“Look for whole grains as the first ingredient on a package,” McTiernan said. “In general, real food that you make yourself is better than buying everything processed. But that doesn’t mean everybody has to make their own bread.”
“It’s very concerning and nobody knows why,” said McTiernan. “Risk factors like obesity and lack of physical activity have caused an increase in diabetes in younger people. Maybe it’s similar in colorectal cancer.”
McTiernan and her colleagues didn’t address this bump in colorectal cancer rates in their report but did get a clear a picture of how the foods we eat and the behaviors we indulge in can either increase or decrease our risk. The team analyzed nearly 100 large cohort studies from around the world involving more than 29 million adults — including nearly 250,000 folks who eventually developed colorectal cancer. Some of those people got cancer as a result of an inherited genetic mutation (think Lynch syndrome); others got it due to disease, like Crohn’s.
But many more developed colorectal cancer because of acquired genetic mutations. And it’s these mutations, some of which are driven by lifestyle choices, that we can actually do something about.
Yes, we know. You love bacon. But it doesn’t love you back. In fact, the report found “consistent evidence” that for every 50 grams of processed, preserved or cured meat eaten per day — that’s about two slices of bacon, by the way — you’re bumping up your risk for colorectal cancer by 16 percent.
Eating red meat — i.e., beef, pork, lamb and goat – also ups your risk, particularly if you eat more than 500 grams in a week (that’s just over a pound).
Why? Part of the issue is the chemicals that are created when you cook meat at high temperatures. Another part is that red meats contain high levels of “heme iron” (the type of iron found in blood and muscle), which promotes the growth of cancerous tumors.
McTiernan acknowledged science doesn’t have all the answers when it comes to figuring out the mechanisms that directly link colorectal cancer with red and processed meat. But “very high heat seems to release carcinogens,” she said. “It’s better to have a diet of more plants and lower fats and meats. And really limit your intake of highly processed meat, most of which are made of red meat.”
Many of us have been raised to think every meal should consist of a slab of meat, some kind of bread or starch and maybe a veggie. But McTiernan advised we move away from these "Mad Men"-style meals of steak, baked potato and miniscule salad and, instead, cancer-proof our plates.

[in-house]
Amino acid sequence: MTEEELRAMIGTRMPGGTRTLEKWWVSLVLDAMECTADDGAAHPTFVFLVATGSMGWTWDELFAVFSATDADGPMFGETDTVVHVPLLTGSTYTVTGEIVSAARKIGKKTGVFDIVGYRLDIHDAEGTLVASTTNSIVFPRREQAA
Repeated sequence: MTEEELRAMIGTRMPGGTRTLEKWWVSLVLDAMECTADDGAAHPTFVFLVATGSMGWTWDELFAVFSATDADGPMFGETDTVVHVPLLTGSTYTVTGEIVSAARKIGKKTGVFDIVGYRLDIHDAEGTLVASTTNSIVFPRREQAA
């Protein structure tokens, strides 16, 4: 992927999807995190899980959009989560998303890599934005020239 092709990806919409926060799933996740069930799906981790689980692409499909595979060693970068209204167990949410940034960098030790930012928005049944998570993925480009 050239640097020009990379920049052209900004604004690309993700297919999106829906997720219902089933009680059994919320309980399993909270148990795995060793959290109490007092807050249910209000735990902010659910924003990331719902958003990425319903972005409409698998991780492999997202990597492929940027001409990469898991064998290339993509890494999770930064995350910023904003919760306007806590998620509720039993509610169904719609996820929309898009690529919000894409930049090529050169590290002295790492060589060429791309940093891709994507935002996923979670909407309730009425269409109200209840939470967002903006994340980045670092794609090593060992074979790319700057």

“Meat should take up less than one-quarter of the plate,” she said. “Vegetables should be half the plate and then some kind of whole grain on the other one quarter.”
Plants, not meat, should dominate our meals, said McTiernan. This serves us in a few different ways. If we eat mainly vegetables, we’re taking in fewer calories so we’re better able to control our weight. And plants — and their dietary fiber — fend off cancer by providing us with a slew of anti-cancer agents, by reducing intestinal transit time and by increasing fecal bulk.
Non-starchy vegetables are the best sources of fiber (think broccoli, Brussels sprouts, lettuce, cabbage and artichokes). Peas, lentils, beans and nuts also pack quite the fiber punch as do fruits like berries, apples and pears, especially if you eat the skin. Fruits are also a rich source of vitamin C, another nutrient that may protect against developing colorectal cancer.
“Overall, a lot of fiber is helpful,” McTiernan said. “We don’t know if it’s because it gets the food out of the body faster or if it’s something about the fiber itself — maybe it helps with absorption of vitamins. It’s just better to have a diet of more plants. You don’t have to be a vegetarian; just have an overall pattern of plant-based meals.”
Yes, we love a glass of wine after a long day. But when it comes to alcohol and cancer, less is definitely more.
The new research points to a number of probable associations involving everything from toxic metabolites to oxidative stress to cellular penetration of carcinogens. But after sifting and sorting hundreds of studies, the bottom line is as clear as a shot of potato vodka: Consumption of alcohol is a “convincing cause” of colorectal cancer, especially if you drink more than 30 grams — or two drinks — a day.
McTiernan, who recently co-authored a paper on alcohol’s impact on breast cancer risk (yes, it’s a problem there, too), was sympathetic but straightforward about this finding.
“Really limit your use of alcohol,” she said.
Diane Mapes is a staff writer at Fred Hutchinson Cancer Research Center. She has written extensively about health issues for NBC News, TODAY, CNN, MSN, Seattle Magazine and other publications. A breast cancer survivor, she blogs at doublewhammied.com and tweets @double_whammied. Email her at firstname.lastname@example.org.